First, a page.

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TxDOT squashes Victoria effort for two-way frontage roads

By Melissa Crowe
June 12, 2014 at 1:12 a.m.
Updated June 13, 2014 at 1:13 a.m.


IF YOU GO

Texas Transportation Plan 2040

• WHAT: Stakeholder workshop

• WHEN: 9:30-11:30 a.m. July 17

• WHERE: 700 Main Center, Room 204, Victoria

• WHAT: Open house

• WHEN: 5:30-7:30 p.m. July 17

• WHERE: 700 Main Center, Room 204, Victoria

The Texas Department of Transportation put the brakes on a proposed change to the future Interstate 69 corridor in Victoria.

Area business owners were rooting for TxDOT to change the flow of traffic on frontage roads, which are currently under construction, to two-way. Without two-way traffic or an overpass, customers could end up traveling an almost 8-mile loop to access some businesses along U.S. Highway 59.

However, TxDOT officials point to the state roadway design manual: Any frontage road constructed as part of the state highway system will be designed and constructed for one-way traffic.

Since the announcement that frontage road traffic along that corridor would be one-way, at least one business has announced it is holding a $2.5 million construction plan, and more business owners are coming forward, concerned the change in access could be disastrous.

John New, owner of New Distributing, called the state's plan "misguided."

"They're doing something halfway and not realizing the ramifications to businesses," he said.

The construction of 3.4 miles of frontage road is estimated to cost $15.75 million, funded as part of the $2.9 billion in Proposition 14 bonds issued in 2008.

TxDOT cannot agree to the construction of two-way frontage roads, Ted Houghton Jr., chairman of the Texas Transportation Commission, said in a letter addressed to County Judge Don Pozzi.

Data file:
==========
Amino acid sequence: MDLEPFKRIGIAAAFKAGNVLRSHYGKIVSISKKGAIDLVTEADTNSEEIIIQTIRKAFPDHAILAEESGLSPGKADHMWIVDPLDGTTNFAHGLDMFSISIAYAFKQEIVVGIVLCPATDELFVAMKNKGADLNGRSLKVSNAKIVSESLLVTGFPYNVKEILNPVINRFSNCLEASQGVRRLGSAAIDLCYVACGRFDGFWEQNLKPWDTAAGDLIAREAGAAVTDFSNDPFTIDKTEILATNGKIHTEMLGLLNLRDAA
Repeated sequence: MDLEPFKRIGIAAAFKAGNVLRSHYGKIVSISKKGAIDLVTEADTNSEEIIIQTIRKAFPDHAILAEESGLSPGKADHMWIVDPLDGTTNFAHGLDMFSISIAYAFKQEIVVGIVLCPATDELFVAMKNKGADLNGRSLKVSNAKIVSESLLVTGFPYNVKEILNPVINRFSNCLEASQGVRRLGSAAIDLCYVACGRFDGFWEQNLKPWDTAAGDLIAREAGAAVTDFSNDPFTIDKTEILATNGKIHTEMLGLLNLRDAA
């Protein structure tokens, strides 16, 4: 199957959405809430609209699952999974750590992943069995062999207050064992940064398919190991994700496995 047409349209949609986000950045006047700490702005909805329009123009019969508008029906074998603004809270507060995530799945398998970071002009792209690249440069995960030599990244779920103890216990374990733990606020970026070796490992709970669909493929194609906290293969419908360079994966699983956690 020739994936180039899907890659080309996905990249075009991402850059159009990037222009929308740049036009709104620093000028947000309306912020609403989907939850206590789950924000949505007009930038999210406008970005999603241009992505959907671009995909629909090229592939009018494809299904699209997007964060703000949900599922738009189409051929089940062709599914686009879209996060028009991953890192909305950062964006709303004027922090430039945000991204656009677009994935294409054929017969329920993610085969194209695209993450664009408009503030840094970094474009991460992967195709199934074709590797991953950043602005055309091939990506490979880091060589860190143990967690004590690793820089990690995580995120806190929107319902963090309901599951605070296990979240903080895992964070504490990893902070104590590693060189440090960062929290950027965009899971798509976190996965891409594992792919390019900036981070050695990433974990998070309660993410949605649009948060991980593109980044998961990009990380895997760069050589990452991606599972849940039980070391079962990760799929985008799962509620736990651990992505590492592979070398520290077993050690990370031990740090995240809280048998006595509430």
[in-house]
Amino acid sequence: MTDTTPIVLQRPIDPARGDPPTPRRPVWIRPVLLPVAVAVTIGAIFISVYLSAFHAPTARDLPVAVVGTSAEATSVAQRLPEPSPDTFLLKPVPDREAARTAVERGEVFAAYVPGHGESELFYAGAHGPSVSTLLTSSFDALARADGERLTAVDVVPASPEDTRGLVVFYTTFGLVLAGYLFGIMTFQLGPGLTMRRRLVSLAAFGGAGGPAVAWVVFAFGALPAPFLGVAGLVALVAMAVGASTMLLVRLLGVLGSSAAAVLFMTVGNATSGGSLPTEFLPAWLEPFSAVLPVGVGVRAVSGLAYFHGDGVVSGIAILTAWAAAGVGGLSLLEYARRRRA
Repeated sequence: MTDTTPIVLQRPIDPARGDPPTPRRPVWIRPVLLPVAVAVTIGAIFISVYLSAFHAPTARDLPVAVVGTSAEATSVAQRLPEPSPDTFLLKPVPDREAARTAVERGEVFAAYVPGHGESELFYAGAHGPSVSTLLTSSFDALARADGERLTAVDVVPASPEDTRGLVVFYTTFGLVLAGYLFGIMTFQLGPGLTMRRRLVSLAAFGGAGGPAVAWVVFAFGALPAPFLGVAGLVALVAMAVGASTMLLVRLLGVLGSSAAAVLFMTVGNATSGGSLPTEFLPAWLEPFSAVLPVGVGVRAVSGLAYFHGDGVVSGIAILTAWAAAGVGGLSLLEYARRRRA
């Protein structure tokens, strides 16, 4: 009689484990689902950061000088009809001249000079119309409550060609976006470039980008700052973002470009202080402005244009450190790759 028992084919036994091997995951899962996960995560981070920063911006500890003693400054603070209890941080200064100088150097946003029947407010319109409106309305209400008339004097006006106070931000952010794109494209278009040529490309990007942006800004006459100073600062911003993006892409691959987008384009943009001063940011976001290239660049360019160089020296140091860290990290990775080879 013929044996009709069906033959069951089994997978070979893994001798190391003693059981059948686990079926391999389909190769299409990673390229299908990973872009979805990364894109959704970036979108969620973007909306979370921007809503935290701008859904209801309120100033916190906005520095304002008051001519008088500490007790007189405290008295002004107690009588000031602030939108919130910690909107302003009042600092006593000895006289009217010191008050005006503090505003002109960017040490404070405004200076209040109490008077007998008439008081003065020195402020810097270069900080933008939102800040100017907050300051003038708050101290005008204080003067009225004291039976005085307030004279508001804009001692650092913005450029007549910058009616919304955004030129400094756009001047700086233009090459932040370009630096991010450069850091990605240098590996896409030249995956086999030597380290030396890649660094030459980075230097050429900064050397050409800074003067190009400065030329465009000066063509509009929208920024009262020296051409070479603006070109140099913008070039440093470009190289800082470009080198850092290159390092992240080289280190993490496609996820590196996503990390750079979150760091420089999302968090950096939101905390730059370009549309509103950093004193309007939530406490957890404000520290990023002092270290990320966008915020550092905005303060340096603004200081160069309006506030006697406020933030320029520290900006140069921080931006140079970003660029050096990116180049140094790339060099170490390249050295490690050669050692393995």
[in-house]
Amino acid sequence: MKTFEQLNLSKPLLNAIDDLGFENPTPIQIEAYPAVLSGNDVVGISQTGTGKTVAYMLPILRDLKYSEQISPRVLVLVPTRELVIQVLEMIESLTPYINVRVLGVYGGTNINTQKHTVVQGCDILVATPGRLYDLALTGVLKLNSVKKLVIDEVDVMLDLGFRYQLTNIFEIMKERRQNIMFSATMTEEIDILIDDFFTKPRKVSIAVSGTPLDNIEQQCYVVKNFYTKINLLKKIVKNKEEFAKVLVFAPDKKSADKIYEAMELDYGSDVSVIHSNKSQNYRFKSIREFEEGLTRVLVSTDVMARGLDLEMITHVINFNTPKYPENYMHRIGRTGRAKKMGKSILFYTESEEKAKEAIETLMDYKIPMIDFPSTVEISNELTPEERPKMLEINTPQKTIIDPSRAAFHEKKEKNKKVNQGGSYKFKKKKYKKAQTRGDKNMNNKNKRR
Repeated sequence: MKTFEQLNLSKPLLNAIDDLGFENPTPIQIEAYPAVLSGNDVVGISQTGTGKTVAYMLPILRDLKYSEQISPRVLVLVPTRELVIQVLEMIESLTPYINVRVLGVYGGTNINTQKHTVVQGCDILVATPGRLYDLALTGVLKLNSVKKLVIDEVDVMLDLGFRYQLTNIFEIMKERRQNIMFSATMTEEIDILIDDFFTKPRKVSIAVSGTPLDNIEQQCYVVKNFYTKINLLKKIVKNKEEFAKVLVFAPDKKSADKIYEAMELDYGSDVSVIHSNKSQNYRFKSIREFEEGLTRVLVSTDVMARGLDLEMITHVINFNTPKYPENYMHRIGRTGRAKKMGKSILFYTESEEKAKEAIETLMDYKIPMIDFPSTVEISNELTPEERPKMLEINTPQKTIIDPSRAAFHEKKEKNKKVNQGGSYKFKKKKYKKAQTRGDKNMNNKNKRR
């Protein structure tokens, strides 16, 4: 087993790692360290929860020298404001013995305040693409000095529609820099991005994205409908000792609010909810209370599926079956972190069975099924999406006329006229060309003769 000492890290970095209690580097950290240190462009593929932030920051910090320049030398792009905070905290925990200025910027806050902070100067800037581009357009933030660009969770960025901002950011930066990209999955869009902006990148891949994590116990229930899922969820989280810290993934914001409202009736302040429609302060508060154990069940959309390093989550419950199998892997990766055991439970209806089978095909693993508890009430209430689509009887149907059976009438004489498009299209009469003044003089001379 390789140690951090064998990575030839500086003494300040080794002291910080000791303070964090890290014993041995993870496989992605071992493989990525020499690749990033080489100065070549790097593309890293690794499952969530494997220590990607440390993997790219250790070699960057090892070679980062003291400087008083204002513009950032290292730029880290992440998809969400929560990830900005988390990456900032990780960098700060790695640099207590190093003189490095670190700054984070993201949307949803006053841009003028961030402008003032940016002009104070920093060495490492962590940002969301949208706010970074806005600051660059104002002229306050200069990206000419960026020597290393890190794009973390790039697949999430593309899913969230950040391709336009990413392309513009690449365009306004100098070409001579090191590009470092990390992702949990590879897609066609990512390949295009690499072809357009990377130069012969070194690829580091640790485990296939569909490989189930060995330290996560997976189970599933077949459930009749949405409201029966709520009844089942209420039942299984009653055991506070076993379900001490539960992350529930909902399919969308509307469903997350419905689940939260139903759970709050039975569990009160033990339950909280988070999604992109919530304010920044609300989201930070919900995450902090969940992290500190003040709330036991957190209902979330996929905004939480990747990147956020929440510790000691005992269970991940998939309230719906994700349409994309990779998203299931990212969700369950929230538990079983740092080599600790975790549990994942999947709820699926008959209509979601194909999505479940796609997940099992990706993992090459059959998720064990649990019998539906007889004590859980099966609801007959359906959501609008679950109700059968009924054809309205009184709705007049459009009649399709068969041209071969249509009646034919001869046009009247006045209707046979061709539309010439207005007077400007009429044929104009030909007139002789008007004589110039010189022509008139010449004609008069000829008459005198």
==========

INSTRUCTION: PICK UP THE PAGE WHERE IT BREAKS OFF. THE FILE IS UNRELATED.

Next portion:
Pozzi said the state's stance is "pretty clear."

"As far as any possibility of making it two-way, that's pretty well dead," Pozzi said.

TxDOT's policy is to eliminate all existing two-way frontage roads on the state's highways as the roads are reconstructed or rehabilitated.

"As we move to eliminate all existing two-way frontage roads to greatly improve the safety of the state highway system, it is not reasonable for us to consider creating unnecessary safety risks on other highways by adding two-way frontage roads to them," Houghton wrote in the letter.

Given the risk and reality of head-on collisions, research and experience reveals that two-way frontage roads are more dangerous and deadly than those with one-way traffic, Houghton wrote in the letter.

The transportation chairman said he believes other options exist to provide access to properties along the new frontage road, but business owners and the county judge are less optimistic.

"My recollection is the several times we've discussed this, the options we talked about were crossovers and overpasses, and those things fell on deaf ears, so I don't know what they're talking about," Pozzi said.

Terry Hlavinka, vice president of Hlavinka Equipment Co., said he doesn't see any options that will satisfy businesses on that 3.4-mile stretch.

"Somebody would have to open up a big, fat checkbook to solve that problem, and I don't know where that money's going to come from," Hlavinka said.

The group is not giving up, he said.

Still, New is hopeful the state will elaborate on options.

"The overpass is the solution, and I hope there's enough wisdom to see that needs to get done," New said. "I just hope they have the wisdom to get that overpass built in a reasonable period of time."

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